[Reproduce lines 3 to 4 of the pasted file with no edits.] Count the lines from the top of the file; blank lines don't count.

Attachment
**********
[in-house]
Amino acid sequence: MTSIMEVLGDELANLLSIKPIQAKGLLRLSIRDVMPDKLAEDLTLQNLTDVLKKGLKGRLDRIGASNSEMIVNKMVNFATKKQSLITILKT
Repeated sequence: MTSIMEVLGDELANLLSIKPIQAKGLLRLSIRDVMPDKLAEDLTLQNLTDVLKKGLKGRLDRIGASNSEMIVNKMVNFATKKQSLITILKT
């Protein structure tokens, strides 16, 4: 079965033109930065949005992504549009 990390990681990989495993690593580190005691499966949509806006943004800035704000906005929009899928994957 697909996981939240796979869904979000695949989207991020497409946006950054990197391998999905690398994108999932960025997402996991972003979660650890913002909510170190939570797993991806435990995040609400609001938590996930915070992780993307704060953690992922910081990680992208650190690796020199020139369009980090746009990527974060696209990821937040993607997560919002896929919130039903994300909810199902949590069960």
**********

Repeated sequence: MTSIMEVLGDELANLLSIKPIQAKGLLRLSIRDVMPDKLAEDLTLQNLTDVLKKGLKGRLDRIGASNSEMIVNKMVNFATKKQSLITILKT
């Protein structure tokens, strides 16, 4: 079965033109930065949005992504549009 990390990681990989495993690593580190005691499966949509806006943004800035704000906005929009899928994957 697909996981939240796979869904979000695949989207991020497409946006950054990197391998999905690398994108999932960025997402996991972003979660650890913002909510170190939570797993991806435990995040609400609001938590996930915070992780993307704060953690992922910081990680992208650190690796020199020139369009980090746009990527974060696209990821937040993607997560919002896929919130039903994300909810199902949590069960």